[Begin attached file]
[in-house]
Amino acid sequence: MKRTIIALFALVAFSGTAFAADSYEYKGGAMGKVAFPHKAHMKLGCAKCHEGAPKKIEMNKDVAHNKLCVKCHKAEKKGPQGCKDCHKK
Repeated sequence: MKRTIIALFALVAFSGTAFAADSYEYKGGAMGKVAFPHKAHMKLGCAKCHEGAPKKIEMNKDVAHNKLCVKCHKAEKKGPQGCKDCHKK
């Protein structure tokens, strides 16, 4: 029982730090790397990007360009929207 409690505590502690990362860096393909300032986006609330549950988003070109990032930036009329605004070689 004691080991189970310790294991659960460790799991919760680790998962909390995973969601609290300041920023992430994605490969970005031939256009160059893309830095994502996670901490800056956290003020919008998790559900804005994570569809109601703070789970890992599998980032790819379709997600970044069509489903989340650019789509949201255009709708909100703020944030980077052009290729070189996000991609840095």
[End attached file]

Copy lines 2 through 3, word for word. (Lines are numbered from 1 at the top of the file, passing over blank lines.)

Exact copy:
Amino acid sequence: MKRTIIALFALVAFSGTAFAADSYEYKGGAMGKVAFPHKAHMKLGCAKCHEGAPKKIEMNKDVAHNKLCVKCHKAEKKGPQGCKDCHKK
Repeated sequence: MKRTIIALFALVAFSGTAFAADSYEYKGGAMGKVAFPHKAHMKLGCAKCHEGAPKKIEMNKDVAHNKLCVKCHKAEKKGPQGCKDCHKK